The drought problems seem almost universal. Elevators in Kansas are expecting such a puny wheat harvest that some aren't even emptying their bins. All 64 counties in Colorado have been designated disaster areas amid an ongoing drought there. Temperature extremes and a fast-moving fungus have killed about 60 percent of the Vidalia onion crop in Georgia. And on the border between Texas and Mexico, a burgeoning water crisis has cost the region billions of dollars in lost agricultural revenue.
Much of that lost revenue is in the livestock industry, where farmers have had to sell off entire herds. Indeed, from price pressure to labeling issues, the livestock sector is under siege on a number of fronts.
Country of origin labeling for meat, fruits, vegetables and farm-raised fish was reaffirmed this week by Secretary of Agriculture Ann Veneman. The labeling is a part of the recently enacted farm bill and is yet another provision which has raised the ire of the trade officials in other countries.
Canadian cattle producers proposed a "grown in North America" label as a response to what they consider the protectionist action of country of origin labels. Veneman originally intended to give the proposal consideration. But, heat from legislators in D-C prompted this week's response that there would be NO North America label and the U-S-D-A would implement the country of origin label as directed by Congress.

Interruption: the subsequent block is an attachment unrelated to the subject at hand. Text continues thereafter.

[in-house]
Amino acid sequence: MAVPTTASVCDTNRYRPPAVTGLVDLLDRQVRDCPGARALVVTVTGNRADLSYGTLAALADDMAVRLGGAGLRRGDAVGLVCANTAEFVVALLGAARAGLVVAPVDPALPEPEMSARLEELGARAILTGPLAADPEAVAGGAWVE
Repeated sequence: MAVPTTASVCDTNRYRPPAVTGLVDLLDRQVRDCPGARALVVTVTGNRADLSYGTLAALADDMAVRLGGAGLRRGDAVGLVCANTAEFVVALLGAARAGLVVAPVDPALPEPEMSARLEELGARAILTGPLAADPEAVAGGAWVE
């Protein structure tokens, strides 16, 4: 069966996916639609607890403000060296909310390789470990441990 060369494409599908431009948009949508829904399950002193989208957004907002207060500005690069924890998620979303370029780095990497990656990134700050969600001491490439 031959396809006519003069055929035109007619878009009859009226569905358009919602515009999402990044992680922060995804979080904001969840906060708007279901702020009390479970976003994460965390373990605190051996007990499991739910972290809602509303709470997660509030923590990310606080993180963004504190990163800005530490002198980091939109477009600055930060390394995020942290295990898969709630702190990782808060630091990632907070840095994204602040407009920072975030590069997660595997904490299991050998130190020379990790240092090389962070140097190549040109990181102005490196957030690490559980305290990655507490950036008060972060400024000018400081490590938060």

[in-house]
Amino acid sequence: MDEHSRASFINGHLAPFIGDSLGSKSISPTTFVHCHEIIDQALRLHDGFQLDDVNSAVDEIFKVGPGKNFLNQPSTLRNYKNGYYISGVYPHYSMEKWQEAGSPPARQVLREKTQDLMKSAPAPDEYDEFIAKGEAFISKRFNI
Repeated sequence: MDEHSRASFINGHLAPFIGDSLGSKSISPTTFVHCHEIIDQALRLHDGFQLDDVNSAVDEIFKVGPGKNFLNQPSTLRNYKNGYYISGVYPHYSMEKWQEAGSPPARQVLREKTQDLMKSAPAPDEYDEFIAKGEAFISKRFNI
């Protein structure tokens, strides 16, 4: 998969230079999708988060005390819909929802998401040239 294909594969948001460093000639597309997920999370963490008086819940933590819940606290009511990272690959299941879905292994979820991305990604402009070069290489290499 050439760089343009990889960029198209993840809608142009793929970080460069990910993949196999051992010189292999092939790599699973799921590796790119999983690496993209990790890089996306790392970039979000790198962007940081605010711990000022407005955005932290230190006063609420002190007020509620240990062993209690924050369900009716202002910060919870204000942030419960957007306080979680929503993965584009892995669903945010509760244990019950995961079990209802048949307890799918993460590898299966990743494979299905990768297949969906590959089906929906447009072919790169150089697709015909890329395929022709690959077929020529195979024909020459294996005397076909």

Supporters of country of origin claim the law helps consumers make educated choices about their food. Exporters to the U-S assert the labels are simply trade barriers.
Labeling is the least of the concerns for livestock producers. Prices are still suffering from the recent Russian poultry embargo which backlogged supplies of chicken and other meats. The massive cold storage stocks are putting pressure on an already oversupplied beef market that continues to slaughter heavy cattle…and an overproduced pork market that is continuing to see a plethora of pigs. Adding insult to injury is what seems to be a continuously widening gap between the producer and retail prices. Over the past two years, the spread has increased by more than 20 percent for beef and nearly 25 percent for pork.